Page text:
GREENVILLE COUNTY, SC — Duke Energy said an “attempted theft of copper wire” may have been the major cause of Tuesday’s power outage that impacted up to 15,000 customers.
A variety of places in Greenville had outages, ranging from parts of downtown to North Main, Cherrydale and White Horse Road, police and other agencies said.
“There are signs that the main damage appears to be caused by an attempted theft of copper wire,” said Ryan Mosier, a Duke Energy corporate spokesman in Greenville.
Most of the power had been restored.
Master Deputy Jonathan Smith, a Greenville County Sheriff’s Office spokesman, said investigators were called to a Duke substation at 901 Peace Street at 11:20 a.m.
He said Duke employees said they saw someone fleeing from the substation’s fenced-in area near West Washington Street.
The person was described as about 20 years old, 5-feet,10-inches, with “dirty blonde hair” wearing a blue T-shirt and work boots, Smith said.
He said authorities believe that he took a piece of metal “that was copper-coated,” about 12 feet long, and valued at $10.
Mosier said copper is used to ground electrical equipment. Copper “theft is dangerous and a major safety concern,” he said.
In response to the incident, he said the company is researching ways to thwart such thefts by installing cameras, modernizing protective fences and other means.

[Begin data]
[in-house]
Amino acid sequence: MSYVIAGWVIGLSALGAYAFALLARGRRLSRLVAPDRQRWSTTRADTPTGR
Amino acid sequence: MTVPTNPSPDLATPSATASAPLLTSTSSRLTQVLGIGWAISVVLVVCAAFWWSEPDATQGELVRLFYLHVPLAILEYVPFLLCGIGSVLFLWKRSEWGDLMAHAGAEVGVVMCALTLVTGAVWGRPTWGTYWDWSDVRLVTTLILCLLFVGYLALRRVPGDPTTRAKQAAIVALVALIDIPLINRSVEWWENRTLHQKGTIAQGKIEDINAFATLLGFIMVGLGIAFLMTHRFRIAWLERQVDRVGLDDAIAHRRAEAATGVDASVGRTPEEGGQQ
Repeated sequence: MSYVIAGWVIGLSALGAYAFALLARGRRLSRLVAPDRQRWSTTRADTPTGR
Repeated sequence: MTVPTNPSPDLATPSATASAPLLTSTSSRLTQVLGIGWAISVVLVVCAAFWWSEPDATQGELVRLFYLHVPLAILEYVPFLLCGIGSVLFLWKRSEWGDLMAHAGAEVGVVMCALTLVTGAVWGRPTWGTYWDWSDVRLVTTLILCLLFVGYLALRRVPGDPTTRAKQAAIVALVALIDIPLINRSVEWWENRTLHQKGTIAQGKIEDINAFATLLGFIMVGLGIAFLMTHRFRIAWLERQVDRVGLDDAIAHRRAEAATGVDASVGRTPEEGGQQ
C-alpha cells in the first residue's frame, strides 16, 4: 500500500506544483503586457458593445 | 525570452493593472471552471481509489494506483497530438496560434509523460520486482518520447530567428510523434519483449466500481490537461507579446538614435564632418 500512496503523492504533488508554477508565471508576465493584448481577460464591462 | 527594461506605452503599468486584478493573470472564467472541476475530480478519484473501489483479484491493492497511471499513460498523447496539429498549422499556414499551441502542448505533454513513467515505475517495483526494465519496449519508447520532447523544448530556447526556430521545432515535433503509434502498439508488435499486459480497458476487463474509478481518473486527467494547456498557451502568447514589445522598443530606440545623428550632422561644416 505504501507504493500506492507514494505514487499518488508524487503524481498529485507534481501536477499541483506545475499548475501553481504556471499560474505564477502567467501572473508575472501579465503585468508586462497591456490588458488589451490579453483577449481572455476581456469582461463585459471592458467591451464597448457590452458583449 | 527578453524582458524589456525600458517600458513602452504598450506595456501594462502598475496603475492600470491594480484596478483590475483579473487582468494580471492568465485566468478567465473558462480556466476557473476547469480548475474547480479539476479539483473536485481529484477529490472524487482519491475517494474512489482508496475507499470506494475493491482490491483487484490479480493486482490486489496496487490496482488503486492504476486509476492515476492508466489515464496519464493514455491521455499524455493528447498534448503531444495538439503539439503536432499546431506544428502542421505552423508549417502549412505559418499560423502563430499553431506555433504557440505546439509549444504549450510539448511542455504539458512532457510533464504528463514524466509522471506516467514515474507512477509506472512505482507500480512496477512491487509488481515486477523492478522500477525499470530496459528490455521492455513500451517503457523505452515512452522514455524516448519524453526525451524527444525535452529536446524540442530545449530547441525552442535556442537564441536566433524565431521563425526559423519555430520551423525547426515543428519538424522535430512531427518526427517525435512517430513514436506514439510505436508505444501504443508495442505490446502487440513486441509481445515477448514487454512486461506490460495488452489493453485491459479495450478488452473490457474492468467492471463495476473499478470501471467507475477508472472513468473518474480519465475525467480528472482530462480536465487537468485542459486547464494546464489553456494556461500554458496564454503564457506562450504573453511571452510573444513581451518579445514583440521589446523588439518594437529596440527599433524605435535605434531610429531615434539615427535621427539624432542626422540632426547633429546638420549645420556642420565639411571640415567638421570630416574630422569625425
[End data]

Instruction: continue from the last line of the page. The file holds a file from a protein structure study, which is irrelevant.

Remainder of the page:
“The bottom line is that we’re trying to make certain that people don’t do this,” he said. People die all over the country from attempts such as this, he said.
Mosier said if anyone sees someone loitering or doing something suspicious near a power station that they should call 911 or police.
“It’s dangerous business,” he said.
The Westin Poinsett Hotel was without power for about an hour, from about 10:30 a.m. to 11:30 a.m., a spokeswoman said.
Dispatchers were reporting that traffic lights on Rutherford Road and along Main Street were out.
Early in the day, Pete Brooks, a Duke Energy spokesman, said there was a problem with a relay station, which feeds power to several substations.
“That’s the reason it was so widespread,” he said.
He said there was “damage to the ground wire” at the station.